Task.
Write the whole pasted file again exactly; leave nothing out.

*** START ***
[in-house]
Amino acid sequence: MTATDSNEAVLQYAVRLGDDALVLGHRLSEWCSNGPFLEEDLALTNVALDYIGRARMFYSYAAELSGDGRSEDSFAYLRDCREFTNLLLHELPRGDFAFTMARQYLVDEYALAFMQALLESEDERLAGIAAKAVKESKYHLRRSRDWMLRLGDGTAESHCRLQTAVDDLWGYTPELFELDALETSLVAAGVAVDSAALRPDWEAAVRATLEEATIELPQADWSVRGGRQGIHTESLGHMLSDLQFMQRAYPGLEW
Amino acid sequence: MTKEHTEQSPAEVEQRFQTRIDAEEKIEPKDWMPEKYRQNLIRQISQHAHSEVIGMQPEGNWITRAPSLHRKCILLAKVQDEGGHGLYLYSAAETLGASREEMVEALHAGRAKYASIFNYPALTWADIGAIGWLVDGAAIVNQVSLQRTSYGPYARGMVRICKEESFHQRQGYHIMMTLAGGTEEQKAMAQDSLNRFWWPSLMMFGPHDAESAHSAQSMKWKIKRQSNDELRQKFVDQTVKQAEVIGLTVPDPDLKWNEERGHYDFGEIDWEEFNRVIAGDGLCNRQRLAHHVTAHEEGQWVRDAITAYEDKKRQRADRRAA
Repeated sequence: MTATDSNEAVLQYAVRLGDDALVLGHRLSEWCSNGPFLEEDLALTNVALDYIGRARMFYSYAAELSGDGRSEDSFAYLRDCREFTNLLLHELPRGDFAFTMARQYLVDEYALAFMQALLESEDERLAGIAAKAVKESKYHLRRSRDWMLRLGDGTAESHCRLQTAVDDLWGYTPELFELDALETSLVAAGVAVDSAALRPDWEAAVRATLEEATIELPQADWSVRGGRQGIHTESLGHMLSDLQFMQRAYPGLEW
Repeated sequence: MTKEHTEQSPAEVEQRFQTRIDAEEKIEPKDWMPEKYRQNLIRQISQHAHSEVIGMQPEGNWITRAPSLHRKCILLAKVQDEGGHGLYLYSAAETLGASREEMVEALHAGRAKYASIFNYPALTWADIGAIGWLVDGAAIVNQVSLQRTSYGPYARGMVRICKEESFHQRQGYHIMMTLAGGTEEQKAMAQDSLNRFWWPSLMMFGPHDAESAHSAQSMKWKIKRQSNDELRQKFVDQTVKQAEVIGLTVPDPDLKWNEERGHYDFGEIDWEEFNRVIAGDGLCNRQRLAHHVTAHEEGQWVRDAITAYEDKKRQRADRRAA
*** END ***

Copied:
[in-house]
Amino acid sequence: MTATDSNEAVLQYAVRLGDDALVLGHRLSEWCSNGPFLEEDLALTNVALDYIGRARMFYSYAAELSGDGRSEDSFAYLRDCREFTNLLLHELPRGDFAFTMARQYLVDEYALAFMQALLESEDERLAGIAAKAVKESKYHLRRSRDWMLRLGDGTAESHCRLQTAVDDLWGYTPELFELDALETSLVAAGVAVDSAALRPDWEAAVRATLEEATIELPQADWSVRGGRQGIHTESLGHMLSDLQFMQRAYPGLEW
Amino acid sequence: MTKEHTEQSPAEVEQRFQTRIDAEEKIEPKDWMPEKYRQNLIRQISQHAHSEVIGMQPEGNWITRAPSLHRKCILLAKVQDEGGHGLYLYSAAETLGASREEMVEALHAGRAKYASIFNYPALTWADIGAIGWLVDGAAIVNQVSLQRTSYGPYARGMVRICKEESFHQRQGYHIMMTLAGGTEEQKAMAQDSLNRFWWPSLMMFGPHDAESAHSAQSMKWKIKRQSNDELRQKFVDQTVKQAEVIGLTVPDPDLKWNEERGHYDFGEIDWEEFNRVIAGDGLCNRQRLAHHVTAHEEGQWVRDAITAYEDKKRQRADRRAA
Repeated sequence: MTATDSNEAVLQYAVRLGDDALVLGHRLSEWCSNGPFLEEDLALTNVALDYIGRARMFYSYAAELSGDGRSEDSFAYLRDCREFTNLLLHELPRGDFAFTMARQYLVDEYALAFMQALLESEDERLAGIAAKAVKESKYHLRRSRDWMLRLGDGTAESHCRLQTAVDDLWGYTPELFELDALETSLVAAGVAVDSAALRPDWEAAVRATLEEATIELPQADWSVRGGRQGIHTESLGHMLSDLQFMQRAYPGLEW
Repeated sequence: MTKEHTEQSPAEVEQRFQTRIDAEEKIEPKDWMPEKYRQNLIRQISQHAHSEVIGMQPEGNWITRAPSLHRKCILLAKVQDEGGHGLYLYSAAETLGASREEMVEALHAGRAKYASIFNYPALTWADIGAIGWLVDGAAIVNQVSLQRTSYGPYARGMVRICKEESFHQRQGYHIMMTLAGGTEEQKAMAQDSLNRFWWPSLMMFGPHDAESAHSAQSMKWKIKRQSNDELRQKFVDQTVKQAEVIGLTVPDPDLKWNEERGHYDFGEIDWEEFNRVIAGDGLCNRQRLAHHVTAHEEGQWVRDAITAYEDKKRQRADRRAA